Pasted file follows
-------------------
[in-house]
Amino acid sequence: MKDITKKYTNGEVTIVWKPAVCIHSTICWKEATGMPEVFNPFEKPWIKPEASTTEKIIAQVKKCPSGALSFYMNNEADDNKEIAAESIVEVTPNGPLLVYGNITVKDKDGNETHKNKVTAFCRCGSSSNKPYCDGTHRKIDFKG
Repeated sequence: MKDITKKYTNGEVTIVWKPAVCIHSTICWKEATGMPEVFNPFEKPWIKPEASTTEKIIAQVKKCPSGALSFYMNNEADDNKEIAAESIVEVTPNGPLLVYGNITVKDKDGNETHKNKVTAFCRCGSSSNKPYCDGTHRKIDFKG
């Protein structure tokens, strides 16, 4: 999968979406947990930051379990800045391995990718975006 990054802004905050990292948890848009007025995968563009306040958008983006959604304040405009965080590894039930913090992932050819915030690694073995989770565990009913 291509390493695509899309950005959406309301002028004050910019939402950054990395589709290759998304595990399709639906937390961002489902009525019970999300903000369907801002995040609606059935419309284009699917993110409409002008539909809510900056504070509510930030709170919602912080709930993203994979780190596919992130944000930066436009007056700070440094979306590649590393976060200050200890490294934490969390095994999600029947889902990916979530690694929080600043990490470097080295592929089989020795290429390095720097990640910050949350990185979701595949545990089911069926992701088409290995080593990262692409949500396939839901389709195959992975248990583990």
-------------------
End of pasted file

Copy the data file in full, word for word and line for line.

[in-house]
Amino acid sequence: MKDITKKYTNGEVTIVWKPAVCIHSTICWKEATGMPEVFNPFEKPWIKPEASTTEKIIAQVKKCPSGALSFYMNNEADDNKEIAAESIVEVTPNGPLLVYGNITVKDKDGNETHKNKVTAFCRCGSSSNKPYCDGTHRKIDFKG
Repeated sequence: MKDITKKYTNGEVTIVWKPAVCIHSTICWKEATGMPEVFNPFEKPWIKPEASTTEKIIAQVKKCPSGALSFYMNNEADDNKEIAAESIVEVTPNGPLLVYGNITVKDKDGNETHKNKVTAFCRCGSSSNKPYCDGTHRKIDFKG
């Protein structure tokens, strides 16, 4: 999968979406947990930051379990800045391995990718975006 990054802004905050990292948890848009007025995968563009306040958008983006959604304040405009965080590894039930913090992932050819915030690694073995989770565990009913 291509390493695509899309950005959406309301002028004050910019939402950054990395589709290759998304595990399709639906937390961002489902009525019970999300903000369907801002995040609606059935419309284009699917993110409409002008539909809510900056504070509510930030709170919602912080709930993203994979780190596919992130944000930066436009007056700070440094979306590649590393976060200050200890490294934490969390095994999600029947889902990916979530690694929080600043990490470097080295592929089989020795290429390095720097990640910050949350990185979701595949545990089911069926992701088409290995080593990262692409949500396939839901389709195959992975248990583990």